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Westminster Abbey

Westminster Abbey is, by name, one of the best-known buildings in the world. It is one of the oldest large cathedrals and has been the scene for many joyous and sad occasions in recent years. It was already being built under Edward the Confessor before the Normans under the William, Duke of Normandy, won the Battle of Hastings against Kind Harold of England.

It has a long and eventful history and has attained even more fame in the worldwide bestseller "The Da Vinci Code by Dan Brown. Though the outside of the Abbey might be shown in the film based on this thriller, entrance to the inside was forbidden to the film crew.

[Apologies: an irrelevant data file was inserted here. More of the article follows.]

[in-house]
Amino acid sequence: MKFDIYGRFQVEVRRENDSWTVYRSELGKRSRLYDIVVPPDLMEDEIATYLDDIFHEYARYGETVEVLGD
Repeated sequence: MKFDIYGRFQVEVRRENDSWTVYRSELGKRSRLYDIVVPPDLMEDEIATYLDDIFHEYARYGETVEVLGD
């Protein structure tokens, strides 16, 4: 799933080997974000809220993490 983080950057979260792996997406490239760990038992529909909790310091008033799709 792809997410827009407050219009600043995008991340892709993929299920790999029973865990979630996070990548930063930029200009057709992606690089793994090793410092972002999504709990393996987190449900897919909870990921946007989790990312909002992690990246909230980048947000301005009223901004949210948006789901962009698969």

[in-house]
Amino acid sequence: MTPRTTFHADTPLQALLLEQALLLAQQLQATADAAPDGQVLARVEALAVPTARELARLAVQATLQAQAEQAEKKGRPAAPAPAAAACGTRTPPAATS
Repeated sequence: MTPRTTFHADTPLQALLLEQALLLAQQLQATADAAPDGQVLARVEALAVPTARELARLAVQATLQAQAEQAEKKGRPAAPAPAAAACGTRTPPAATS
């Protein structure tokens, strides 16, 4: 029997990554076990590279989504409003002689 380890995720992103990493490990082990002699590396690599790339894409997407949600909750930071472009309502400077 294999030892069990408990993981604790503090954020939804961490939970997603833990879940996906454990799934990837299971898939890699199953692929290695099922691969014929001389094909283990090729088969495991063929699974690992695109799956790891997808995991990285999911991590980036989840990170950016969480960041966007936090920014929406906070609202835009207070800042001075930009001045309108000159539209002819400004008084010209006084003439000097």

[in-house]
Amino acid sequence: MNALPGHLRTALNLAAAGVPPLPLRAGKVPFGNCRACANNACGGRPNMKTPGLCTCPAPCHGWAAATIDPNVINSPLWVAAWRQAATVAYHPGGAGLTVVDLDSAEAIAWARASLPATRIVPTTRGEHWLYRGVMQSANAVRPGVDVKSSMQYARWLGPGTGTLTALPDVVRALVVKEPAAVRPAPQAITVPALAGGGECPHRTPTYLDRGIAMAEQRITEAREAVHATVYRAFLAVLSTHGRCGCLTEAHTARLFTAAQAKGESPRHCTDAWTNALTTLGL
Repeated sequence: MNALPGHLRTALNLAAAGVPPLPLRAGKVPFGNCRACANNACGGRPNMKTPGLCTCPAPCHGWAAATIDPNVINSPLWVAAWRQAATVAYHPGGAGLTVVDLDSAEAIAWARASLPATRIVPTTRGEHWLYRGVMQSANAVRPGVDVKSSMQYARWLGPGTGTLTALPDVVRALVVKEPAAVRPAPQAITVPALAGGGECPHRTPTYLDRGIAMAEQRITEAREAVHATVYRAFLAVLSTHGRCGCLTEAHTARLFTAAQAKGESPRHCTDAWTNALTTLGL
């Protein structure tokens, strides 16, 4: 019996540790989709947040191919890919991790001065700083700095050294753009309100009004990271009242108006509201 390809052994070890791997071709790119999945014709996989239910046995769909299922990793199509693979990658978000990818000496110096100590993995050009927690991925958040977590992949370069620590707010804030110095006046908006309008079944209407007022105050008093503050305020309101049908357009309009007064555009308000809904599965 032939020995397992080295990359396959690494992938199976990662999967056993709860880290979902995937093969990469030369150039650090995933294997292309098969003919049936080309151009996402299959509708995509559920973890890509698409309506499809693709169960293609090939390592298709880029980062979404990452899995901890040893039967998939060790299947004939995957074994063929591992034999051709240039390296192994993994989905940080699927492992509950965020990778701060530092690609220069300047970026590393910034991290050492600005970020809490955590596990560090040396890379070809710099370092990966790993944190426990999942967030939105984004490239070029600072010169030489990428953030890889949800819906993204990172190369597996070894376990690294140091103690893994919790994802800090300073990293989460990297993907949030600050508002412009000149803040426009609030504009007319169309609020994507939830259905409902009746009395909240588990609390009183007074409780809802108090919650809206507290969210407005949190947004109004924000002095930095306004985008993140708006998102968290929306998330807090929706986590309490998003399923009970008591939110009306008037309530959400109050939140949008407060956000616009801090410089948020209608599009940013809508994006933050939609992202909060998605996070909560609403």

In fact Lincoln Cathedral which is where some of the inside scenes were filmed is built in the Gothic tradition but is a very much smaller building than the Abbey.

I can first remember it from Queen Elizabeth II's magnificent Coronation on June 2, 1953. Though their was no television at the time, the British made a wonderful film of the proceedings filled with ancient rituals and ceremonies and hinting at the many duties that the young queen, then already the mother of two children, Prince Charles and Princess Anne, had to take up. It was pomp and pageantry in its ultimate glory.

Then it was the place where the first wedding took place for the next generation of Royals. In 1973, Princess Anne married Mark Phillips, an army lieutenant, in a joyous ceremony.

Poets’ Corner
St. Edward’s Chapel
Flying Butteresses

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